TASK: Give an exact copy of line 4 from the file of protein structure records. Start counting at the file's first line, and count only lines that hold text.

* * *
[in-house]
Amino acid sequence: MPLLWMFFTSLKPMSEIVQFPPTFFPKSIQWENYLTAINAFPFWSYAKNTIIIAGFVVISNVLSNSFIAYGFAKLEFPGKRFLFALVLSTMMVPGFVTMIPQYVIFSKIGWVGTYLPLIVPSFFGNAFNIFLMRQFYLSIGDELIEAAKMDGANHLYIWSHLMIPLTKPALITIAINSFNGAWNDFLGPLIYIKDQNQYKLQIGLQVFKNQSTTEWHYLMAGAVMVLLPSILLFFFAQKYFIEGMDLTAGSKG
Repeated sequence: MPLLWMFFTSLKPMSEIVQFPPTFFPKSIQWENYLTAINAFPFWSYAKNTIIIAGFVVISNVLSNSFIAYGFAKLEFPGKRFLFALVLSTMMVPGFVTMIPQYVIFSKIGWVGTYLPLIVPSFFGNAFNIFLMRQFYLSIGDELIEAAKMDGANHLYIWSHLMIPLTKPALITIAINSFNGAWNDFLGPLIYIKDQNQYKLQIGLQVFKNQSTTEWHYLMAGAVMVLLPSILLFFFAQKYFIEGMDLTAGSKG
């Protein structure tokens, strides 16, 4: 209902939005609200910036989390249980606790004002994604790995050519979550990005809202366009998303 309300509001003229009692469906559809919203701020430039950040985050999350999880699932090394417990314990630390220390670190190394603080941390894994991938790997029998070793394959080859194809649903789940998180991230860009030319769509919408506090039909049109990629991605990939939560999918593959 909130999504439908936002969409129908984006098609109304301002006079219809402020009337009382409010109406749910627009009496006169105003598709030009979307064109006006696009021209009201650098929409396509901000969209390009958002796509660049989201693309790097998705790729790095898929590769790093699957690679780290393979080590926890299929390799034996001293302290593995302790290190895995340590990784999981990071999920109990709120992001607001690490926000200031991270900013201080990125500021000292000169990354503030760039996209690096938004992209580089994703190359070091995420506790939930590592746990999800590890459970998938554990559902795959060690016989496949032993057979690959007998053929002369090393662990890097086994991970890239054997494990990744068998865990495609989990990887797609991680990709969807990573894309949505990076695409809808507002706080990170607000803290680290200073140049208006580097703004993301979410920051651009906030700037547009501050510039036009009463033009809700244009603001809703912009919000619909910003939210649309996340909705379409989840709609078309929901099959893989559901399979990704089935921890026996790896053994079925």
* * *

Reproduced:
């Protein structure tokens, strides 16, 4: 209902939005609200910036989390249980606790004002994604790995050519979550990005809202366009998303 309300509001003229009692469906559809919203701020430039950040985050999350999880699932090394417990314990630390220390670190190394603080941390894994991938790997029998070793394959080859194809649903789940998180991230860009030319769509919408506090039909049109990629991605990939939560999918593959 909130999504439908936002969409129908984006098609109304301002006079219809402020009337009382409010109406749910627009009496006169105003598709030009979307064109006006696009021209009201650098929409396509901000969209390009958002796509660049989201693309790097998705790729790095898929590769790093699957690679780290393979080590926890299929390799034996001293302290593995302790290190895995340590990784999981990071999920109990709120992001607001690490926000200031991270900013201080990125500021000292000169990354503030760039996209690096938004992209580089994703190359070091995420506790939930590592746990999800590890459970998938554990559902795959060690016989496949032993057979690959007998053929002369090393662990890097086994991970890239054997494990990744068998865990495609989990990887797609991680990709969807990573894309949505990076695409809808507002706080990170607000803290680290200073140049208006580097703004993301979410920051651009906030700037547009501050510039036009009463033009809700244009603001809703912009919000619909910003939210649309996340909705379409989840709609078309929901099959893989559901399979990704089935921890026996790896053994079925």